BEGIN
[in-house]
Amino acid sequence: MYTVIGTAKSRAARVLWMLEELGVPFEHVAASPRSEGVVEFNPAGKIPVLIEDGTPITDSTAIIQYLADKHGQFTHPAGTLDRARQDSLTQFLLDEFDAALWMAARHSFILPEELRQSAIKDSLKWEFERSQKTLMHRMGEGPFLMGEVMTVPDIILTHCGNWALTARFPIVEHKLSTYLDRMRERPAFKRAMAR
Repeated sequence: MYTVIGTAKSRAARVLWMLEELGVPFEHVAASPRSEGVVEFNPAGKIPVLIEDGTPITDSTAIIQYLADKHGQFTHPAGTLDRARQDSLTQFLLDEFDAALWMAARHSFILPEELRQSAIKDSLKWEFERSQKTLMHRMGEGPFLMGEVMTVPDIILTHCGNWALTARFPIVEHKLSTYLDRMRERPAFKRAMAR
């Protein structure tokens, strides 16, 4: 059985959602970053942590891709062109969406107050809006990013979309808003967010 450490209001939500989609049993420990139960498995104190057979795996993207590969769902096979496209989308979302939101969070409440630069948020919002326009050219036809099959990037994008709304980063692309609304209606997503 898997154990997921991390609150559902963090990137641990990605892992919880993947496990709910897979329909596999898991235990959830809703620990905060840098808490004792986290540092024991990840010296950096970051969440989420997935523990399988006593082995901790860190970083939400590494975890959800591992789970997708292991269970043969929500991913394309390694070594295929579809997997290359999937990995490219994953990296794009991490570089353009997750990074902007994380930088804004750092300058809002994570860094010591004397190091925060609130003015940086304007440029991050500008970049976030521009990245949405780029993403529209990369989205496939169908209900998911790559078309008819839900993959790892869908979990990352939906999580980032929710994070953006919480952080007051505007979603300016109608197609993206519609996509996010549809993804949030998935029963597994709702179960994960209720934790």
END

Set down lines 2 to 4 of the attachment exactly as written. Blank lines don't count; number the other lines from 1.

Amino acid sequence: MYTVIGTAKSRAARVLWMLEELGVPFEHVAASPRSEGVVEFNPAGKIPVLIEDGTPITDSTAIIQYLADKHGQFTHPAGTLDRARQDSLTQFLLDEFDAALWMAARHSFILPEELRQSAIKDSLKWEFERSQKTLMHRMGEGPFLMGEVMTVPDIILTHCGNWALTARFPIVEHKLSTYLDRMRERPAFKRAMAR
Repeated sequence: MYTVIGTAKSRAARVLWMLEELGVPFEHVAASPRSEGVVEFNPAGKIPVLIEDGTPITDSTAIIQYLADKHGQFTHPAGTLDRARQDSLTQFLLDEFDAALWMAARHSFILPEELRQSAIKDSLKWEFERSQKTLMHRMGEGPFLMGEVMTVPDIILTHCGNWALTARFPIVEHKLSTYLDRMRERPAFKRAMAR
């Protein structure tokens, strides 16, 4: 059985959602970053942590891709062109969406107050809006990013979309808003967010 450490209001939500989609049993420990139960498995104190057979795996993207590969769902096979496209989308979302939101969070409440630069948020919002326009050219036809099959990037994008709304980063692309609304209606997503 898997154990997921991390609150559902963090990137641990990605892992919880993947496990709910897979329909596999898991235990959830809703620990905060840098808490004792986290540092024991990840010296950096970051969440989420997935523990399988006593082995901790860190970083939400590494975890959800591992789970997708292991269970043969929500991913394309390694070594295929579809997997290359999937990995490219994953990296794009991490570089353009997750990074902007994380930088804004750092300058809002994570860094010591004397190091925060609130003015940086304007440029991050500008970049976030521009990245949405780029993403529209990369989205496939169908209900998911790559078309008819839900993959790892869908979990990352939906999580980032929710994070953006919480952080007051505007979603300016109608197609993206519609996509996010549809993804949030998935029963597994709702179960994960209720934790």